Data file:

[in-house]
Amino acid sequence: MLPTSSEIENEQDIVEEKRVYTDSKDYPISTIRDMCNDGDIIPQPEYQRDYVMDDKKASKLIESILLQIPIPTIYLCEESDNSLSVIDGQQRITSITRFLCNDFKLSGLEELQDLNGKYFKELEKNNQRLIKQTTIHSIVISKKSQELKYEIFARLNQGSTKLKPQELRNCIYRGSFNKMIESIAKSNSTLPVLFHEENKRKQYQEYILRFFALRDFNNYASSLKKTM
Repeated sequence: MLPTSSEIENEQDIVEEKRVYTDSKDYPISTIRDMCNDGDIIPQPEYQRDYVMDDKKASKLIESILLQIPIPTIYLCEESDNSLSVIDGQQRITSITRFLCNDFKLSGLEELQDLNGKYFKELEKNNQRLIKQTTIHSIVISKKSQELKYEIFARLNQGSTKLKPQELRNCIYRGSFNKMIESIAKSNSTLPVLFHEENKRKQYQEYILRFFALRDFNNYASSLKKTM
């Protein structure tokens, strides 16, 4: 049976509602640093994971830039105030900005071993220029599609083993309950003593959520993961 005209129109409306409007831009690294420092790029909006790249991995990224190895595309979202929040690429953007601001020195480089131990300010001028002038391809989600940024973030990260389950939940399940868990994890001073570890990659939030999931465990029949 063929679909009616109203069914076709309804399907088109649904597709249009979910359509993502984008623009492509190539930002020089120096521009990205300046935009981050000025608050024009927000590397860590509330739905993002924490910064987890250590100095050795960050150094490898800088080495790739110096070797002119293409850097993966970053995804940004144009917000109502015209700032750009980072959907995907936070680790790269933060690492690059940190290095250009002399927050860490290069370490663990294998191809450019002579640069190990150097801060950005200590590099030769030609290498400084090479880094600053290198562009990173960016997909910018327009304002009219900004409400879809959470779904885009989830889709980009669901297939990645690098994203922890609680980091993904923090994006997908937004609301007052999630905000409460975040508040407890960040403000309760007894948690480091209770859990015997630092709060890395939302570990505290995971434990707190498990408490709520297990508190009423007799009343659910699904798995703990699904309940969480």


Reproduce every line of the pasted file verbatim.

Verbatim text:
[in-house]
Amino acid sequence: MLPTSSEIENEQDIVEEKRVYTDSKDYPISTIRDMCNDGDIIPQPEYQRDYVMDDKKASKLIESILLQIPIPTIYLCEESDNSLSVIDGQQRITSITRFLCNDFKLSGLEELQDLNGKYFKELEKNNQRLIKQTTIHSIVISKKSQELKYEIFARLNQGSTKLKPQELRNCIYRGSFNKMIESIAKSNSTLPVLFHEENKRKQYQEYILRFFALRDFNNYASSLKKTM
Repeated sequence: MLPTSSEIENEQDIVEEKRVYTDSKDYPISTIRDMCNDGDIIPQPEYQRDYVMDDKKASKLIESILLQIPIPTIYLCEESDNSLSVIDGQQRITSITRFLCNDFKLSGLEELQDLNGKYFKELEKNNQRLIKQTTIHSIVISKKSQELKYEIFARLNQGSTKLKPQELRNCIYRGSFNKMIESIAKSNSTLPVLFHEENKRKQYQEYILRFFALRDFNNYASSLKKTM
């Protein structure tokens, strides 16, 4: 049976509602640093994971830039105030900005071993220029599609083993309950003593959520993961 005209129109409306409007831009690294420092790029909006790249991995990224190895595309979202929040690429953007601001020195480089131990300010001028002038391809989600940024973030990260389950939940399940868990994890001073570890990659939030999931465990029949 063929679909009616109203069914076709309804399907088109649904597709249009979910359509993502984008623009492509190539930002020089120096521009990205300046935009981050000025608050024009927000590397860590509330739905993002924490910064987890250590100095050795960050150094490898800088080495790739110096070797002119293409850097993966970053995804940004144009917000109502015209700032750009980072959907995907936070680790790269933060690492690059940190290095250009002399927050860490290069370490663990294998191809450019002579640069190990150097801060950005200590590099030769030609290498400084090479880094600053290198562009990173960016997909910018327009304002009219900004409400879809959470779904885009989830889709980009669901297939990645690098994203922890609680980091993904923090994006997908937004609301007052999630905000409460975040508040407890960040403000309760007894948690480091209770859990015997630092709060890395939302570990505290995971434990707190498990408490709520297990508190009423007799009343659910699904798995703990699904309940969480």